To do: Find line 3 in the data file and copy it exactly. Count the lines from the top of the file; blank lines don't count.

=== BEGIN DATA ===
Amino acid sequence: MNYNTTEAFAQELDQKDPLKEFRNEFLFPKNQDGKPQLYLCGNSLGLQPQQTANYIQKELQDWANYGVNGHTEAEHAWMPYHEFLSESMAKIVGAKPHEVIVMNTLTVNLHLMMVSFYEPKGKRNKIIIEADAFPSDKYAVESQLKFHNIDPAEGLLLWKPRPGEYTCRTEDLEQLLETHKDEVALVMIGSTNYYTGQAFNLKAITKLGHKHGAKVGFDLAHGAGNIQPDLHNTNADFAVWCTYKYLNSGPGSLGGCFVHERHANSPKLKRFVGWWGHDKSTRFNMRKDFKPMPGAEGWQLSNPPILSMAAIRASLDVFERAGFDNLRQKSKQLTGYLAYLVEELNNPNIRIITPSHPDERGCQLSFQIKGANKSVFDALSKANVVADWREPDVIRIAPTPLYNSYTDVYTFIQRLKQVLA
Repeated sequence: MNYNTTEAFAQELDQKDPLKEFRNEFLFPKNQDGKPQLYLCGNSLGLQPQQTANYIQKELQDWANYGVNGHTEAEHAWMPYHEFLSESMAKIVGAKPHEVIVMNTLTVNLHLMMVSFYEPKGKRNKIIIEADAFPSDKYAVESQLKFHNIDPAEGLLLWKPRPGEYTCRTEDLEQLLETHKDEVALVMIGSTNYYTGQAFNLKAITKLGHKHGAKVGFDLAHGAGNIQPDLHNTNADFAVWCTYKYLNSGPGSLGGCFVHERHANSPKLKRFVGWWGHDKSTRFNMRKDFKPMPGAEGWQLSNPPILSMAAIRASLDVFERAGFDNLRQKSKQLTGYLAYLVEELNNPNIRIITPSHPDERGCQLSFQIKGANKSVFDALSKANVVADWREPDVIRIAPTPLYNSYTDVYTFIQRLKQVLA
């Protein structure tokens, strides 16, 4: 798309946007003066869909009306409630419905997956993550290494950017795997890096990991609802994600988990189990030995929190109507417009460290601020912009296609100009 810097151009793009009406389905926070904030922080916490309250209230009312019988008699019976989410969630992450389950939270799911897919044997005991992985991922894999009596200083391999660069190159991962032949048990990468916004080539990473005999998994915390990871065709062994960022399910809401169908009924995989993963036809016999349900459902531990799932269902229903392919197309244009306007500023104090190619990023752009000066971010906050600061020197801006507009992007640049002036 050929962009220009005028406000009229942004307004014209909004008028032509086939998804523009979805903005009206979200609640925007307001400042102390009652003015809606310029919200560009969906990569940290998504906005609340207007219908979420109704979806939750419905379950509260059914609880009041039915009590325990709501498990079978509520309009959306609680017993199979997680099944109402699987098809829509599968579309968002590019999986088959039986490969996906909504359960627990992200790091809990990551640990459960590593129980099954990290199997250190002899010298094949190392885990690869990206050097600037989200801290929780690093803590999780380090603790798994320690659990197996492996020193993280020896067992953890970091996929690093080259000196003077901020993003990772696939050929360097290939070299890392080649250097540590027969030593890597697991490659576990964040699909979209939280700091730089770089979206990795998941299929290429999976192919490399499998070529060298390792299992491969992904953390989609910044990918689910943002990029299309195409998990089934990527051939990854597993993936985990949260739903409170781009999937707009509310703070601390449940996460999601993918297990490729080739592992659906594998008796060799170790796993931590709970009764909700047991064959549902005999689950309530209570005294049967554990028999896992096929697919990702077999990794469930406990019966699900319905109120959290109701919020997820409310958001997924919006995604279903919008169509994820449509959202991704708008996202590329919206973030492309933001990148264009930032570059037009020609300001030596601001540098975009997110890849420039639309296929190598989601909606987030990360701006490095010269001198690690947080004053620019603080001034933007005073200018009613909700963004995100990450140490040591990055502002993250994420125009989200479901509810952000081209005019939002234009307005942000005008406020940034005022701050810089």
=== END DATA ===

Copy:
């Protein structure tokens, strides 16, 4: 798309946007003066869909009306409630419905997956993550290494950017795997890096990991609802994600988990189990030995929190109507417009460290601020912009296609100009 810097151009793009009406389905926070904030922080916490309250209230009312019988008699019976989410969630992450389950939270799911897919044997005991992985991922894999009596200083391999660069190159991962032949048990990468916004080539990473005999998994915390990871065709062994960022399910809401169908009924995989993963036809016999349900459902531990799932269902229903392919197309244009306007500023104090190619990023752009000066971010906050600061020197801006507009992007640049002036 050929962009220009005028406000009229942004307004014209909004008028032509086939998804523009979805903005009206979200609640925007307001400042102390009652003015809606310029919200560009969906990569940290998504906005609340207007219908979420109704979806939750419905379950509260059914609880009041039915009590325990709501498990079978509520309009959306609680017993199979997680099944109402699987098809829509599968579309968002590019999986088959039986490969996906909504359960627990992200790091809990990551640990459960590593129980099954990290199997250190002899010298094949190392885990690869990206050097600037989200801290929780690093803590999780380090603790798994320690659990197996492996020193993280020896067992953890970091996929690093080259000196003077901020993003990772696939050929360097290939070299890392080649250097540590027969030593890597697991490659576990964040699909979209939280700091730089770089979206990795998941299929290429999976192919490399499998070529060298390792299992491969992904953390989609910044990918689910943002990029299309195409998990089934990527051939990854597993993936985990949260739903409170781009999937707009509310703070601390449940996460999601993918297990490729080739592992659906594998008796060799170790796993931590709970009764909700047991064959549902005999689950309530209570005294049967554990028999896992096929697919990702077999990794469930406990019966699900319905109120959290109701919020997820409310958001997924919006995604279903919008169509994820449509959202991704708008996202590329919206973030492309933001990148264009930032570059037009020609300001030596601001540098975009997110890849420039639309296929190598989601909606987030990360701006490095010269001198690690947080004053620019603080001034933007005073200018009613909700963004995100990450140490040591990055502002993250994420125009989200479901509810952000081209005019939002234009307005942000005008406020940034005022701050810089």